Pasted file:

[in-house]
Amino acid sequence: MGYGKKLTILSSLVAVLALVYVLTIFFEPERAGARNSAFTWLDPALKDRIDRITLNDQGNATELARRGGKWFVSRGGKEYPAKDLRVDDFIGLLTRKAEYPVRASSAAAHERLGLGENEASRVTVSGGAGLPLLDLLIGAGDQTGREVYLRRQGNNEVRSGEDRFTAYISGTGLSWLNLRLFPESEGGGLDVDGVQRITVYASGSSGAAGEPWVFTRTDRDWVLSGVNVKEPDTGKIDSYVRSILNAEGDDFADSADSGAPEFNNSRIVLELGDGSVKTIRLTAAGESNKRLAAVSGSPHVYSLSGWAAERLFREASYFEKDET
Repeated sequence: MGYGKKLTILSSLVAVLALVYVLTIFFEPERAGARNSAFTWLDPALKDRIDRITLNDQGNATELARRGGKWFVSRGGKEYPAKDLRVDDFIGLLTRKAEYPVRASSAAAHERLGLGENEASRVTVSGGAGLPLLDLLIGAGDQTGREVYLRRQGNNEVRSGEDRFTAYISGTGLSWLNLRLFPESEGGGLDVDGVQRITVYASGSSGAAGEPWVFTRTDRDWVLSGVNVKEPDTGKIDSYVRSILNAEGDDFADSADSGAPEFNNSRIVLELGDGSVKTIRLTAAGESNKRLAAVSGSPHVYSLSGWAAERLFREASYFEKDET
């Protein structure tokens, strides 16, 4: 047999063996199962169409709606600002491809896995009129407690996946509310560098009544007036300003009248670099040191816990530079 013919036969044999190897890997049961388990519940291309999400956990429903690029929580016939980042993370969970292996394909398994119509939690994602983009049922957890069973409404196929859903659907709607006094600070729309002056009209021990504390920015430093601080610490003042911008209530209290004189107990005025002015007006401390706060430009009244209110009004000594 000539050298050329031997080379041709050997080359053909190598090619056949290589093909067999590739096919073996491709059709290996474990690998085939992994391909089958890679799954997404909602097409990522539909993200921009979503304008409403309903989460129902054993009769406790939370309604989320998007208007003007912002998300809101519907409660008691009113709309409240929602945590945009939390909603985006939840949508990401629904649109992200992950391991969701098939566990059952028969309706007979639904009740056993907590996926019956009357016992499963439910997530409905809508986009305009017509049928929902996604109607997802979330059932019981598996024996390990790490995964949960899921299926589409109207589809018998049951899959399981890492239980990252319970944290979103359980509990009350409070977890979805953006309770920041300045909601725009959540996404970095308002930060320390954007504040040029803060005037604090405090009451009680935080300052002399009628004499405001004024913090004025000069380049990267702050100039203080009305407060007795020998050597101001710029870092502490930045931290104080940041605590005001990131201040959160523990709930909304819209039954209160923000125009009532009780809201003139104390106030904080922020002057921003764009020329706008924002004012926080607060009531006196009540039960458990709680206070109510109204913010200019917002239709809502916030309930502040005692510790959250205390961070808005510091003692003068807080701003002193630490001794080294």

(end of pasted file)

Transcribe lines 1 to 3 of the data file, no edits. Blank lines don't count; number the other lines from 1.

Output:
[in-house]
Amino acid sequence: MGYGKKLTILSSLVAVLALVYVLTIFFEPERAGARNSAFTWLDPALKDRIDRITLNDQGNATELARRGGKWFVSRGGKEYPAKDLRVDDFIGLLTRKAEYPVRASSAAAHERLGLGENEASRVTVSGGAGLPLLDLLIGAGDQTGREVYLRRQGNNEVRSGEDRFTAYISGTGLSWLNLRLFPESEGGGLDVDGVQRITVYASGSSGAAGEPWVFTRTDRDWVLSGVNVKEPDTGKIDSYVRSILNAEGDDFADSADSGAPEFNNSRIVLELGDGSVKTIRLTAAGESNKRLAAVSGSPHVYSLSGWAAERLFREASYFEKDET
Repeated sequence: MGYGKKLTILSSLVAVLALVYVLTIFFEPERAGARNSAFTWLDPALKDRIDRITLNDQGNATELARRGGKWFVSRGGKEYPAKDLRVDDFIGLLTRKAEYPVRASSAAAHERLGLGENEASRVTVSGGAGLPLLDLLIGAGDQTGREVYLRRQGNNEVRSGEDRFTAYISGTGLSWLNLRLFPESEGGGLDVDGVQRITVYASGSSGAAGEPWVFTRTDRDWVLSGVNVKEPDTGKIDSYVRSILNAEGDDFADSADSGAPEFNNSRIVLELGDGSVKTIRLTAAGESNKRLAAVSGSPHVYSLSGWAAERLFREASYFEKDET